So Long Summer Salad – Watermelon, Radishes, Tomatoes & Strawberries

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This is probably it…the last great watermelon until next summer…crisp little colorful radishes, a handful of strawberries that taste like strawberries and meaty baby Roma tomatoes…my So Long Summer Salad. Bye bye for now…see you later…Sayanora sweet friends.

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All cut up in a bowl…..

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drizzled with this sublime Apple Balsamic Vinegar.

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Tossed and chilled. Cold, crunchy, sweet and savory. Delicious piled on a bed of peppery arugula alongside a grilled steak. So long summer…it’s been good to know ya…

The Del McCoury Band – So Long, It’s Been Good To Know You

So Long Summer Salad with Watermelon, Radishes, Tomatoes and Strawberries

  • Servings: 4
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Ingredients:

  • 3 cups of fresh watermelon cubes
  • 4 small radishes thinly slices
  • a handful of baby Roma, cherry or grape tomatoes, cut in half lengthwise
  • ripe, juicy strawberries, capped & cut in half lengthwise
  • Apple Balsamic Vinegar (or Orange Balsamic or other fruit flavored Balsamic vinegar)
  • Sea Salt
  • Freshly ground black pepper

Directions:

  1. Put all the fruit in a large mixing or serving bowl. Drizzle with 2 or 3 tablespoons of the Apple Balsamic vinegar. Toss fruit to coat with vinegar. Chill covered for about 20 minutes.
  2. Right before serving, drizzle with additional vinegar, salt & black pepper. Taste and adjust seasonings to your liking.

Teresa Blackburn      www.foodonfifth.com       http://www.teresablackburnfoodstyling.com

Sugared Strawberry Sponge Cake Stacks

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Thank you, thank you, thank you to all the Tennessee farmers who grow strawberries for all of us non-farmers to enjoy every May. Year by year they are out in their fields early on chilly mornings checking on their fields while we are snug in our beds. They watch the weather reports, day in-day out, trying to judge how each years crop will turn out. Too much rain….not enough. Too many cloudy days or relentless heat.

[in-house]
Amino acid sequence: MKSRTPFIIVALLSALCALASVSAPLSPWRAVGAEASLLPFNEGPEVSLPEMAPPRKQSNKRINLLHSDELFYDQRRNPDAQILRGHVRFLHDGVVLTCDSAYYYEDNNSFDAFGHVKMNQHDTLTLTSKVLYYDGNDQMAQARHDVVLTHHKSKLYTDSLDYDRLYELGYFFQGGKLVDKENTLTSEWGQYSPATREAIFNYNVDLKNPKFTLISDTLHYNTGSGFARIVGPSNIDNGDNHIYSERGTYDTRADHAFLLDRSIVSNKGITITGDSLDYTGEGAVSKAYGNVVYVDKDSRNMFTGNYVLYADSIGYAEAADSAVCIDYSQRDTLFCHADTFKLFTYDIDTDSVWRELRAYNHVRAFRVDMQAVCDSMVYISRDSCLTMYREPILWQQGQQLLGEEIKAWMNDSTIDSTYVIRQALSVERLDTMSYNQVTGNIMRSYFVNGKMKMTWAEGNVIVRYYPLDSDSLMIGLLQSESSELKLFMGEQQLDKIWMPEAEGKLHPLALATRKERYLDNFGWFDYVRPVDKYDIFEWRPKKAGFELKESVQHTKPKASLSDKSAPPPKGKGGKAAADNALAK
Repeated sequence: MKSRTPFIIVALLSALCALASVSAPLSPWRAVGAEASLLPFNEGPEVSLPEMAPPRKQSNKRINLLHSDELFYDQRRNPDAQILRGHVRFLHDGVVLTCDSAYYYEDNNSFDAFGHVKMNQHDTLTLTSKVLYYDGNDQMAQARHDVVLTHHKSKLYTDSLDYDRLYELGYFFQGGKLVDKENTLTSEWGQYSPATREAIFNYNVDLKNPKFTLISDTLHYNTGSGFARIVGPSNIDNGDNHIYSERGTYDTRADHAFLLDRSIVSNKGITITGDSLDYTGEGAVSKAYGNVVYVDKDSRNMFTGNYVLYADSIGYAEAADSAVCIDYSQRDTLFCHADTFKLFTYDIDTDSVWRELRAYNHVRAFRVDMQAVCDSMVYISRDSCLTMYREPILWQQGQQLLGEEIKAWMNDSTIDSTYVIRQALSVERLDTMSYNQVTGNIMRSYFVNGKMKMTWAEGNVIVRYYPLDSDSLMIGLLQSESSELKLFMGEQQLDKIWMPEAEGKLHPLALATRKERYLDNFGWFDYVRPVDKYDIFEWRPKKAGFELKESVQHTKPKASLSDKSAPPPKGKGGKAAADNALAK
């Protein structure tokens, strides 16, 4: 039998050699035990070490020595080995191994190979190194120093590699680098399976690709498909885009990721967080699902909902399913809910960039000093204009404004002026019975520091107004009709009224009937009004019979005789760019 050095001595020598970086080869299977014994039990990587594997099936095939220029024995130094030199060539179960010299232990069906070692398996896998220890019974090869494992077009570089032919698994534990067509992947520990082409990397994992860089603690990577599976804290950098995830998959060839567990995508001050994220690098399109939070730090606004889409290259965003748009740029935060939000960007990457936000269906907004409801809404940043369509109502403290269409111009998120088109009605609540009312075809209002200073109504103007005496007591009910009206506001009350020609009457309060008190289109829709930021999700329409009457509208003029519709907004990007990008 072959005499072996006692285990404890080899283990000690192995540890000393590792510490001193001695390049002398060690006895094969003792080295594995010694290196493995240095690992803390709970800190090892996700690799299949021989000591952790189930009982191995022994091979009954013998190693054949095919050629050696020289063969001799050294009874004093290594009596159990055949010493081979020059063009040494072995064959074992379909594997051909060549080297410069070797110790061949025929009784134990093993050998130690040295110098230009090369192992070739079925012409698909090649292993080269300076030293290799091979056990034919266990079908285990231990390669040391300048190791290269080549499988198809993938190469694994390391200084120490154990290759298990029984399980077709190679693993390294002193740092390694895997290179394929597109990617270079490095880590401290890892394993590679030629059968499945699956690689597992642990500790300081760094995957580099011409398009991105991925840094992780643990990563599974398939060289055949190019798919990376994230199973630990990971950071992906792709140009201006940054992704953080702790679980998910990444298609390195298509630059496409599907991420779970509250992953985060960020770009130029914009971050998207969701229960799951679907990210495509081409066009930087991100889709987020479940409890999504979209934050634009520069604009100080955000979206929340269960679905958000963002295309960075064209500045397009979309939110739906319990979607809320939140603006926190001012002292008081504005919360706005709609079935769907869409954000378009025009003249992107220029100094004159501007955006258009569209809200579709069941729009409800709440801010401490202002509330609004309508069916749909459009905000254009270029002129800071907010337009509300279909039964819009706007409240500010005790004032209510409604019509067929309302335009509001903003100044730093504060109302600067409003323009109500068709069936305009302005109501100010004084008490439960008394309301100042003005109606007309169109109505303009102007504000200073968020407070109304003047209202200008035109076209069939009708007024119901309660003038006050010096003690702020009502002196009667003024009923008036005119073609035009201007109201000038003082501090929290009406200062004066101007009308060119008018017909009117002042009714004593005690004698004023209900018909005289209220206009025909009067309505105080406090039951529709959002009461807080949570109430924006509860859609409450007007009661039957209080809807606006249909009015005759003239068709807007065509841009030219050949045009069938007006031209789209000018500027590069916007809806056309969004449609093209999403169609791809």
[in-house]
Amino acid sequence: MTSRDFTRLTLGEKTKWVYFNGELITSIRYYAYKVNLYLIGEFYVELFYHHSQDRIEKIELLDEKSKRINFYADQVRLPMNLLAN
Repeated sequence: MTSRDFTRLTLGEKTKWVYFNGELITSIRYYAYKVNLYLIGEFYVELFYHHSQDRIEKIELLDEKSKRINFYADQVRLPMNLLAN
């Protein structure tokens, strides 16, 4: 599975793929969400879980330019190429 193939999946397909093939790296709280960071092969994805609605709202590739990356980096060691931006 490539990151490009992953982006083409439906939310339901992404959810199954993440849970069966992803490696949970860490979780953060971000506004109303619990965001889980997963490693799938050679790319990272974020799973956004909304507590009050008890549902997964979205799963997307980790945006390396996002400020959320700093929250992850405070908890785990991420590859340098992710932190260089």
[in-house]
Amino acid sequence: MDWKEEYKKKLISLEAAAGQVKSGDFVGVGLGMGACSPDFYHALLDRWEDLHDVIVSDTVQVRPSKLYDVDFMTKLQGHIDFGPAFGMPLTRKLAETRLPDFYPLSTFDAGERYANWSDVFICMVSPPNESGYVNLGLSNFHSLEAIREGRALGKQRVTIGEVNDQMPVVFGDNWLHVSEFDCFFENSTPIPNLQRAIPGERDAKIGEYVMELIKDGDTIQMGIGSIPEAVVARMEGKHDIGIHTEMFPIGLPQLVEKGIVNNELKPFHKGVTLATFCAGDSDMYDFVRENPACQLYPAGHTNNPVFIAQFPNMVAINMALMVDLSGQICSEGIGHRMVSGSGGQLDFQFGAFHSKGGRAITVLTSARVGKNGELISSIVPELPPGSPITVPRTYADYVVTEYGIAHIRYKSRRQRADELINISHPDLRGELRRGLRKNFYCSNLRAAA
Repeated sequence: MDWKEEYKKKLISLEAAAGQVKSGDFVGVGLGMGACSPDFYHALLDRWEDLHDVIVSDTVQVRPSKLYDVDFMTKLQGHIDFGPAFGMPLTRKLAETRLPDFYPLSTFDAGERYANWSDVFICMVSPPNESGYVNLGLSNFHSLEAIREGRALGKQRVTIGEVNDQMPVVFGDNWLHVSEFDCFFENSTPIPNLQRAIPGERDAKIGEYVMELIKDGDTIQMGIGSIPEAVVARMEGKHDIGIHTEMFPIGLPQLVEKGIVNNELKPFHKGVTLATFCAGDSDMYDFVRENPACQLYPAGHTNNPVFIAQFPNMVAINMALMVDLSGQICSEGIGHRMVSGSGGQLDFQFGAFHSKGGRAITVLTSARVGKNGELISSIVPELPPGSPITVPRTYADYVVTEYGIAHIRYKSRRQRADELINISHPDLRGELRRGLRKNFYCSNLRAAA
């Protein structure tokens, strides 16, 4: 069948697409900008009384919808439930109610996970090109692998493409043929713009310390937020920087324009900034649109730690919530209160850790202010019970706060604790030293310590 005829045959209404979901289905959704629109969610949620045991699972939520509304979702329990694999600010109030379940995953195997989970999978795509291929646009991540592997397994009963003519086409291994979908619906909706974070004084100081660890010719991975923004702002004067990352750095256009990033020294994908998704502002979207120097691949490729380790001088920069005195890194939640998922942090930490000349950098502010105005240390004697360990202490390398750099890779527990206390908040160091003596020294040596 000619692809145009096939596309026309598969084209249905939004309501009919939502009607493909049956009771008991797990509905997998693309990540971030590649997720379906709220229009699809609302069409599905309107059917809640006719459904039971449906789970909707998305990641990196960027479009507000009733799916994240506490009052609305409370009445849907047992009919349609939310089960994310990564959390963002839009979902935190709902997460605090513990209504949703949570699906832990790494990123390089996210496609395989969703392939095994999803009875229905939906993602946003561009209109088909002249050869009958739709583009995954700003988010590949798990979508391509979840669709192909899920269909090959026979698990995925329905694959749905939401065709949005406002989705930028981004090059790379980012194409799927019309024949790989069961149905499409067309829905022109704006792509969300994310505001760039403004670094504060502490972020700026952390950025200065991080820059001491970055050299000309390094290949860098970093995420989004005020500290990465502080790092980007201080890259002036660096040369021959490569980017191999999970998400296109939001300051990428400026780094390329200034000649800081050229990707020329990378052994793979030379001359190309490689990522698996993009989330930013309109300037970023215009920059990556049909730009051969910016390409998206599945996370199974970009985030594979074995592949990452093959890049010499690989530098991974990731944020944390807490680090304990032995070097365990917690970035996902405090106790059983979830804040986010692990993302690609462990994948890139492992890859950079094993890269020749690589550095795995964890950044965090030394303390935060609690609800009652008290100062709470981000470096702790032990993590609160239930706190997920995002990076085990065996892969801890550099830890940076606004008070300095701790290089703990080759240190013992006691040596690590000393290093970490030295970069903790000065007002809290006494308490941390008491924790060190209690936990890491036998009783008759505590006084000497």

This year’s Tennessee strawberry crop has been so sweet. It is a short season so do not delay.  Boxes full of tender, ruby-red berries lined up at Farmer’s Market stands just for making recipes such as this, “Sugared (Tennessee) Strawberry Sponge Cake Stacks”.

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I made wee sponge cakes in a muffin tin with just a few ingredients. These cakes are light and airy with just a hint of sweetness. I want to taste the berries first, then the berry juice soaked cake with a quick dusting of powdered sugar.

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Warm sponge cakes……I sprayed the muffin tin with coconut spray which added a very nice hint of coconut to the cakes……

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….berries rinsed, patted dry, cut in half and tossed with raw sugar.

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It would not be May without sugared strawberries and little cakes!

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The berries from Delvin Farms. The wee sponge cakes are based on a recipe by James Tanner from his amazing wonderful and simple cookbook “Take 5 Ingredients”.

Sugared Strawberry Sponge Cake Stacks

  • Servings: 6
  • Print

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Ingredients:

  • coconut oil spray (I just discovered this and adore  the hint of coconut it imbues)
  • 4 eggs, separated
  • 3/4 cup superfine sugar (if you cannot find then pulse regular sugar in processor until fine)
  • 1 1/4 cups self-rising flour sifted with 1/4 tsp sea salt
  • 2 pints of fresh (local) seasonal  Strawberries, rinsed & patted dry, tops cut off and halved
  • 1/3 cups raw sugar
  • powdered sugar for garnish

Directions:

  1. Preheat oven to 350 degrees. Spray a 6 cup muffin tin with coconut spray. Set aside.
  2. Whisk egg yolks and sugar together in a bowl until pale & frothy.
  3. In another bowl whisk, or use a hand mixer, the egg whites until stiff. Whisk the egg whites into the egg yolks.
  4. Fold the flour-salt mixture  in small batches until all the flour is blended in.
  5. Divide batter between greased muffin tin cups. Bake for about 15-20 minutes or until golden brown and set in the middle. Cool on wire rack for 10 minutes. Remove sponge cakes from tin and continue to cool on rack while preparing berries.
  6. In a glass mixing bowl toss together the strawberries & raw sugar. Mash a few of the berries with the back of a fork to release juices. Toss again and leave to sit for about 30 minutes before serving.